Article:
But if we're talking $ - dead people don't earn, don't buy, don't invest, don't pay taxes, in fact they don't contribute finacially to society at all. In many cases dead people who die young (er) create immeasurable costs beyond the capacity of number crunchers to quantify. If smokers didn't smoke and didn't die early what would they do with their money? What possible innumerable benefits were never realized because the money was never earnt? My 55 year old uncle's business certainly stopped the day he dropped, putting my partially invalid aunt on a widows pension. Cost???

Which is what I was kind of alluding to earlier. Whenever I've had this discussion in real life - as recent as last year in Australia with my lifelong smoking friends - they invariably bring out the "We cost less because we die early argument"

Yes & No. The same as the studies - yes & no.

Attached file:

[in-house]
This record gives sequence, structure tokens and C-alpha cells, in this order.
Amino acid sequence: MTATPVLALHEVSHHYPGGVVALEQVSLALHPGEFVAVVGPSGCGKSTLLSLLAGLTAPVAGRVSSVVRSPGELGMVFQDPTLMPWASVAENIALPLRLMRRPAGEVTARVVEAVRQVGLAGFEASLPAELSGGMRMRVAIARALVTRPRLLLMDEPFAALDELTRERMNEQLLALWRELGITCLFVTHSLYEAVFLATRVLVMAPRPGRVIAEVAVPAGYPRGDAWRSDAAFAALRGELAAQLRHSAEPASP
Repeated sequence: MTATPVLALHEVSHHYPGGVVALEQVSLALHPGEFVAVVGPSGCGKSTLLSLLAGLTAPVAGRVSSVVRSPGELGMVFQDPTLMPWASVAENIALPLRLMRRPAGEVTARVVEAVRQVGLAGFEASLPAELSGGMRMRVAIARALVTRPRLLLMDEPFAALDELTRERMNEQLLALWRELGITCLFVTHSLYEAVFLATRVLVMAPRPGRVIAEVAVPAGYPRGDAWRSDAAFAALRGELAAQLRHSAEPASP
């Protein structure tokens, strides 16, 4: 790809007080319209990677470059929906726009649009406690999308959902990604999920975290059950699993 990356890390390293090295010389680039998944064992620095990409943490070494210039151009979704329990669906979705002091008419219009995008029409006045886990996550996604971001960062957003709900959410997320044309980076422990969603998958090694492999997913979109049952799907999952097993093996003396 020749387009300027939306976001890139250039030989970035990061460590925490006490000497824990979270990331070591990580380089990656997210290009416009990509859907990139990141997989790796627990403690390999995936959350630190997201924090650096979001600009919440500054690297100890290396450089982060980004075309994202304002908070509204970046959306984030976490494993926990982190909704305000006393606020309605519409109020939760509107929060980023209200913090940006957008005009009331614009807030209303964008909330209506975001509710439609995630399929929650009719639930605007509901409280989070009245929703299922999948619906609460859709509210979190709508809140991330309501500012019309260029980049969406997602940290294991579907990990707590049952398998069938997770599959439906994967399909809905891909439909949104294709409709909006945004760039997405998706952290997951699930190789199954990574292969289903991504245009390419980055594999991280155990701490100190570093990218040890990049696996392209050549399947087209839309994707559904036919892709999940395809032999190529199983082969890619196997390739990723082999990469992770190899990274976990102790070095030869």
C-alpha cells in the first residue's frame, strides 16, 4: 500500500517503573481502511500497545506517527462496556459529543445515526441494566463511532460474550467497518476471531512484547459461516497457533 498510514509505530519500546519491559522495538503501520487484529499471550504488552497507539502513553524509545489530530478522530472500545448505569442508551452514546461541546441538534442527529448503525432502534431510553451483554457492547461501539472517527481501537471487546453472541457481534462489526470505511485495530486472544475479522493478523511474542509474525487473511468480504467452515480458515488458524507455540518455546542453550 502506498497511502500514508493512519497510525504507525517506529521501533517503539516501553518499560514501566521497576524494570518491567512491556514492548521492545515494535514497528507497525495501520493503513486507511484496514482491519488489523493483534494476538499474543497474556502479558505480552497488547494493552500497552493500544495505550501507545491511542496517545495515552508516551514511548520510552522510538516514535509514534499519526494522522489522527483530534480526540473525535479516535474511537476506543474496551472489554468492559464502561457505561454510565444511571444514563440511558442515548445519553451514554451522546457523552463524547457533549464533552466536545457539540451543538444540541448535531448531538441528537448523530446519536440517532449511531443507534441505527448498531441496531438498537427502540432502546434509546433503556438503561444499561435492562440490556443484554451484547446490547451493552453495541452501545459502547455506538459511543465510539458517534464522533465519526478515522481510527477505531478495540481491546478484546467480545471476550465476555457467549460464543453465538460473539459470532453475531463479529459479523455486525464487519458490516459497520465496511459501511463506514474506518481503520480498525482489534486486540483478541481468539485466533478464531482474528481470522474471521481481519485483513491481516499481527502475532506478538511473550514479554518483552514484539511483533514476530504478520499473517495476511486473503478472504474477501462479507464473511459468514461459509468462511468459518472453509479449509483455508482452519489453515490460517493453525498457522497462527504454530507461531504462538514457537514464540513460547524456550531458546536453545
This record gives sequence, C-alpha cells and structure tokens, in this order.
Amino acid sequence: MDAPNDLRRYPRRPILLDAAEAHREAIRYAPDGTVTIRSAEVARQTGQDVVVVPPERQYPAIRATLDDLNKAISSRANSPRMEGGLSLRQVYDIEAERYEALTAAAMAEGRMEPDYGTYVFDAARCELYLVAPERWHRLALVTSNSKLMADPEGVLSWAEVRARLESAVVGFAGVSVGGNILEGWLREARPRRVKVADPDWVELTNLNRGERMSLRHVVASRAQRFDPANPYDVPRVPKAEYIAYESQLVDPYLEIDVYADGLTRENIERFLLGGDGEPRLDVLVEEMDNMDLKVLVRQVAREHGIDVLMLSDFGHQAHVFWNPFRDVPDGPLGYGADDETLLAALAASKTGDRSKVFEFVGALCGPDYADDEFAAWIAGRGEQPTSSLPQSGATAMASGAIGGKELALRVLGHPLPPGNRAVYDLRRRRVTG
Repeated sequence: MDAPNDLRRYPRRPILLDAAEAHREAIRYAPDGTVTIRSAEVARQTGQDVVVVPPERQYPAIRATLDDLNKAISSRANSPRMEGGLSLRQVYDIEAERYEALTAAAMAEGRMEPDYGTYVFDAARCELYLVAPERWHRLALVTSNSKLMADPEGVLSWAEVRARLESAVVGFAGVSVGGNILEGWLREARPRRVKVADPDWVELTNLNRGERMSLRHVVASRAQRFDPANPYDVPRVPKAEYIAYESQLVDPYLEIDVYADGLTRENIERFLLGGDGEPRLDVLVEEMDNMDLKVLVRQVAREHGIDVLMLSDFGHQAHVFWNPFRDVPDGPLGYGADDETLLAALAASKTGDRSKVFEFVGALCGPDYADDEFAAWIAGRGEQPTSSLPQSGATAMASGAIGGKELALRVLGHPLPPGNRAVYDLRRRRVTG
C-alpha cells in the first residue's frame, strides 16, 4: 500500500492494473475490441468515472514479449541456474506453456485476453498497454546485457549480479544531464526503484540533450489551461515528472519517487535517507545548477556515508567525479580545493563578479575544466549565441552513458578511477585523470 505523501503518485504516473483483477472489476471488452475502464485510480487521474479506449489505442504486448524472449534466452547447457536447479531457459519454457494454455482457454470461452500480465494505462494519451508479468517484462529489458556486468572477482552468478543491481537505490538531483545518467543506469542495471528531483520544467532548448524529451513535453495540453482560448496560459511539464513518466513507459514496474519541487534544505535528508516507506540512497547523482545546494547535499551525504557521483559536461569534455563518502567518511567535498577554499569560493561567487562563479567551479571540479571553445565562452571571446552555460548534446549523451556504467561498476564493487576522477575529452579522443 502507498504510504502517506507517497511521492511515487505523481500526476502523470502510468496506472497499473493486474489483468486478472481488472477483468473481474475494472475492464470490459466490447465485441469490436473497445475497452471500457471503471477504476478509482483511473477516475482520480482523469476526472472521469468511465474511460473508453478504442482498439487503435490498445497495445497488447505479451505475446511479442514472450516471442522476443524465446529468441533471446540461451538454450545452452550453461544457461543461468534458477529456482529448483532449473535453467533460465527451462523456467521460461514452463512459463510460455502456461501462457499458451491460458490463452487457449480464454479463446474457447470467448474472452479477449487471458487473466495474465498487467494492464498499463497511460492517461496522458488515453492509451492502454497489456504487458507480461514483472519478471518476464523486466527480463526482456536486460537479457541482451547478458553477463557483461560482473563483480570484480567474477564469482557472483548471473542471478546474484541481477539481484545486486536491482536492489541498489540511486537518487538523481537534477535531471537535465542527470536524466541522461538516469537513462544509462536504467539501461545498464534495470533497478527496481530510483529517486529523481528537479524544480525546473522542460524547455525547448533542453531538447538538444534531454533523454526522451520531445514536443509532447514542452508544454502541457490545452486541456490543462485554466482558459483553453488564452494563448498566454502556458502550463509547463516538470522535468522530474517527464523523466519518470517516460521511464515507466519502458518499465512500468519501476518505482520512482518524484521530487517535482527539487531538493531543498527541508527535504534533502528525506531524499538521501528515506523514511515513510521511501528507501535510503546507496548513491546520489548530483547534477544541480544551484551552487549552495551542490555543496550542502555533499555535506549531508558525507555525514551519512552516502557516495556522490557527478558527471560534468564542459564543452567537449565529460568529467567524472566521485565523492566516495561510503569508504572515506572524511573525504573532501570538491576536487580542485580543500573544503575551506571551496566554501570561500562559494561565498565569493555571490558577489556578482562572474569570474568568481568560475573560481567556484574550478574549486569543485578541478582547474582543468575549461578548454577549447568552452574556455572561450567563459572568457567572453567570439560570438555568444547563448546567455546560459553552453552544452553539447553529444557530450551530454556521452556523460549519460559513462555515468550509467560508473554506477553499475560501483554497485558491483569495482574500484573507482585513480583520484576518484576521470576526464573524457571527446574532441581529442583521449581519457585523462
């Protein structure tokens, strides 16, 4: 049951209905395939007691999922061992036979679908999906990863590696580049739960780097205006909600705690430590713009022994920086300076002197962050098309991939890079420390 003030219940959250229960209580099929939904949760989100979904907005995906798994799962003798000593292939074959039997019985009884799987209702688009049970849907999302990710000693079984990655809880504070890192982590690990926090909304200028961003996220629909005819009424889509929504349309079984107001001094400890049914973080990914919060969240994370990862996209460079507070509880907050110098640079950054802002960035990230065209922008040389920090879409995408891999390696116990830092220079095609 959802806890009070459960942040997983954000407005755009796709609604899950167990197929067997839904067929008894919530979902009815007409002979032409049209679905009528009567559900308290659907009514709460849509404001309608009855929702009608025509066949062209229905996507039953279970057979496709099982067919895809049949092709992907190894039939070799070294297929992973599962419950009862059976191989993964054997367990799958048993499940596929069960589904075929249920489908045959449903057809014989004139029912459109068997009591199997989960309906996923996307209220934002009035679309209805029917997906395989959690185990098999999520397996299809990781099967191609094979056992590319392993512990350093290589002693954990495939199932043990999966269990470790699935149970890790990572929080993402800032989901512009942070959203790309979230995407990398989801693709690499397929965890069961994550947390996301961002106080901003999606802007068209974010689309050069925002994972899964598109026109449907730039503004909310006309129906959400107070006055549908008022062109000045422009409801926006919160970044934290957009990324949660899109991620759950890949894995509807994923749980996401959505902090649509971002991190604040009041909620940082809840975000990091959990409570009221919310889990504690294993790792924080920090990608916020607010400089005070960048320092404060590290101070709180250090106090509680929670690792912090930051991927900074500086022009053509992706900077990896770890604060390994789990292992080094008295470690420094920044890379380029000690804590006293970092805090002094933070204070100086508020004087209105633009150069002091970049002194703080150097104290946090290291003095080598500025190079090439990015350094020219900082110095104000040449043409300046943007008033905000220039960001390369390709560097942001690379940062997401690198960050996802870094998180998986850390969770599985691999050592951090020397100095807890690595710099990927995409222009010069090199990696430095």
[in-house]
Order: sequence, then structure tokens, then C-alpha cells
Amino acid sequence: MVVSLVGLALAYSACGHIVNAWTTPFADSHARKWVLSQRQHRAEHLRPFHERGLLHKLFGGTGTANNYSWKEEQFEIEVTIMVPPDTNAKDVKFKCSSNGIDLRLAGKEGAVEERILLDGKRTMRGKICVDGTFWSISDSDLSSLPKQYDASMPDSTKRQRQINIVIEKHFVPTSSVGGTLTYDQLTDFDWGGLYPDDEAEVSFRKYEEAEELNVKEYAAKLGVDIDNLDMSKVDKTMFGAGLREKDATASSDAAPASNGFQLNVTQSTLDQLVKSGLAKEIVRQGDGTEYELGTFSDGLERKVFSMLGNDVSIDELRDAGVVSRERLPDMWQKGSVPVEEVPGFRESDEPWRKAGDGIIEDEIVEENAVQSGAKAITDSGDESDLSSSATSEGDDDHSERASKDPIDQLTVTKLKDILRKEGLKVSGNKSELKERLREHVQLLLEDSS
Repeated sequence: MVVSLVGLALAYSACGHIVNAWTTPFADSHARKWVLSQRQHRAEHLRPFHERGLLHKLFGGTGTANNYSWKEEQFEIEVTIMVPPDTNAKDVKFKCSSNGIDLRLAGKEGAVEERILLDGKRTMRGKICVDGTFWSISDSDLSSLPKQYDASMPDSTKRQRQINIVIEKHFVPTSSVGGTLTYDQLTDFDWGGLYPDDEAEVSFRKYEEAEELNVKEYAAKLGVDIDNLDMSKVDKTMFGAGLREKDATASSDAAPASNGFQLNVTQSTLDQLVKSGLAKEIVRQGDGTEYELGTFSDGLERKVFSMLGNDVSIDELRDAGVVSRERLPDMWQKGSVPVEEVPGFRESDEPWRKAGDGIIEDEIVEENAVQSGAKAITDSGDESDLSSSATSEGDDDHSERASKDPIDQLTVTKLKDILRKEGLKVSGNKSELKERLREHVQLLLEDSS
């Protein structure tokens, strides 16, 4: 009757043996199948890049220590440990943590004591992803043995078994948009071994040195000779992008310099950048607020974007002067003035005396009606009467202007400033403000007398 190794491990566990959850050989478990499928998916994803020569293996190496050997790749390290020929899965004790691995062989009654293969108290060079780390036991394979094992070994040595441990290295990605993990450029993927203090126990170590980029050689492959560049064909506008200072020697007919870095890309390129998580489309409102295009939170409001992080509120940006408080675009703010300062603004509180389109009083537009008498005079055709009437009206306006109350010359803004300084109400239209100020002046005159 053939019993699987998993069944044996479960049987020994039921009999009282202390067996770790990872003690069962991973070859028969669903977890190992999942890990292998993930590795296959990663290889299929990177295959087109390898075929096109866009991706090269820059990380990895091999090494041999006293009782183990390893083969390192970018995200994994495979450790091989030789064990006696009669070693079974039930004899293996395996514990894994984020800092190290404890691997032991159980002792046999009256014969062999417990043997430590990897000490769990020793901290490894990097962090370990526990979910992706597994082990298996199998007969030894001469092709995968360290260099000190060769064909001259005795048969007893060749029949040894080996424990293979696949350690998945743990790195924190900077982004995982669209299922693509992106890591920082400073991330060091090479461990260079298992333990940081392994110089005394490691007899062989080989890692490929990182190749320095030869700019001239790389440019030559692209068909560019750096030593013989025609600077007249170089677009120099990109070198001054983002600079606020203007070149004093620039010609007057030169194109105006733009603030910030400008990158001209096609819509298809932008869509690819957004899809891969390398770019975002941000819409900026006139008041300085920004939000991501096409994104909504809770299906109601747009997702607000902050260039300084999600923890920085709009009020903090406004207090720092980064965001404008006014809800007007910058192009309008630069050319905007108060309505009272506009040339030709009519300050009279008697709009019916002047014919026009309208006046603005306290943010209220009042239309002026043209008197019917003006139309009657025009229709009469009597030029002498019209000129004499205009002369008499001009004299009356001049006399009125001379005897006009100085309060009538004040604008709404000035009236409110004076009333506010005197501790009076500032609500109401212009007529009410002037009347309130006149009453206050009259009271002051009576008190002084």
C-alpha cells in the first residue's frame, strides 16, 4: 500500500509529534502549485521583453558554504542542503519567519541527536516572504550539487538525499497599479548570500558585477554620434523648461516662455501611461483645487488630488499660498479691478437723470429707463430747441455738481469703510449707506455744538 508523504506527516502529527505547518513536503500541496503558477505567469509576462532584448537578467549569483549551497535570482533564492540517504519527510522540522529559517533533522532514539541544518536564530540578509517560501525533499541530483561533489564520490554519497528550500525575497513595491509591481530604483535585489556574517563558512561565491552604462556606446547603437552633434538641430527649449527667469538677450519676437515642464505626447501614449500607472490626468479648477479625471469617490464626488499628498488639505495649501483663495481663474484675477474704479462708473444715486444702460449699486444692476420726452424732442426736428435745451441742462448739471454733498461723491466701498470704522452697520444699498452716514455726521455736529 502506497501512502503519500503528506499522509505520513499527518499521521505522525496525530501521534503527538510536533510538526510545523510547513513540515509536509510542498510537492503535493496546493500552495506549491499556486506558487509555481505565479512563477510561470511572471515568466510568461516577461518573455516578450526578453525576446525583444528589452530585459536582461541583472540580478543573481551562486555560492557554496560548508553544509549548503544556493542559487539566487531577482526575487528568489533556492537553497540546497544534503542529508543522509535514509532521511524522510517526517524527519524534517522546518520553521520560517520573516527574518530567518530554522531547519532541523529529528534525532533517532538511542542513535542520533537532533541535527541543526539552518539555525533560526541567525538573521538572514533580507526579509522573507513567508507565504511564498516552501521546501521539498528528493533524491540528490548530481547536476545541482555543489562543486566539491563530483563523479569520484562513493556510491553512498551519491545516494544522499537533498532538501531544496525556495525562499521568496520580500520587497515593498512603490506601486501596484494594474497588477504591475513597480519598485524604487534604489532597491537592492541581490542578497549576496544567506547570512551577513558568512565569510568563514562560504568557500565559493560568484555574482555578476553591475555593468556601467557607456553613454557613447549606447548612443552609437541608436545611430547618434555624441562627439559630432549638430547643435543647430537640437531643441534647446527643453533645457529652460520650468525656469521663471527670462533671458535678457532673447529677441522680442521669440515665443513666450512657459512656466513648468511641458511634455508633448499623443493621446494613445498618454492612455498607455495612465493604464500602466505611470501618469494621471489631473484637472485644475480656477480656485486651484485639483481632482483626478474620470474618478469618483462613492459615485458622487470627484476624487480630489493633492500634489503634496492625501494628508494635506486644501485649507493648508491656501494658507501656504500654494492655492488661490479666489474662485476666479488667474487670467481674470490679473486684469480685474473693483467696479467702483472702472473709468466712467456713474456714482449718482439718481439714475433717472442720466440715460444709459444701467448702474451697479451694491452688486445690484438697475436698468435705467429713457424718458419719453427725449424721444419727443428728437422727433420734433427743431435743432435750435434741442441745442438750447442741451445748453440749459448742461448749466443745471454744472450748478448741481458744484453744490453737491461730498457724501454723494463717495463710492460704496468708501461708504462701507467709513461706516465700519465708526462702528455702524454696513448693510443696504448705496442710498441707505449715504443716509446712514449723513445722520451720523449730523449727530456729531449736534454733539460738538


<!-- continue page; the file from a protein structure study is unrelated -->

3 ( +3 / -0 )

The idea that 'Smokers save us money because they die earlier than healthy people' ignores the fact that many smokers not only take from the health system, their condition often prevents them paying the taxes, insurance premiums, etc., that a healthy person pays in the course of a normal healthy life.

Fair enough. But so do lots of things. Sometimes skydivers die. Should we ban skydiving? Swimming results in even more deaths. Should we ban that? etc.

Now that all said, the original comment I was replying to was:

With spiraling public health costs, why not triple prices

And I think I've shown that being punitive to smokers for health costs is not justified. If we go that route, then it's only fair to tax alcohol drinkers at an equivalently punitive level.

-1 ( +1 / -2 )

Ok I say yes and now 100% , but then you making a back market. I can easy see Akusa 20,s being under every counter. Here is a statistic, the least time Japan Government increased a pack of smoke by 100% , overnight 75% of smokers gave up. There was threats of strikes last time also. That was 2011 If I am correct.

0 ( +0 / -0 )

The lifetime costs were in Euros:

Healthy: 281,000

Obese: 250,000

Smokers: 220,000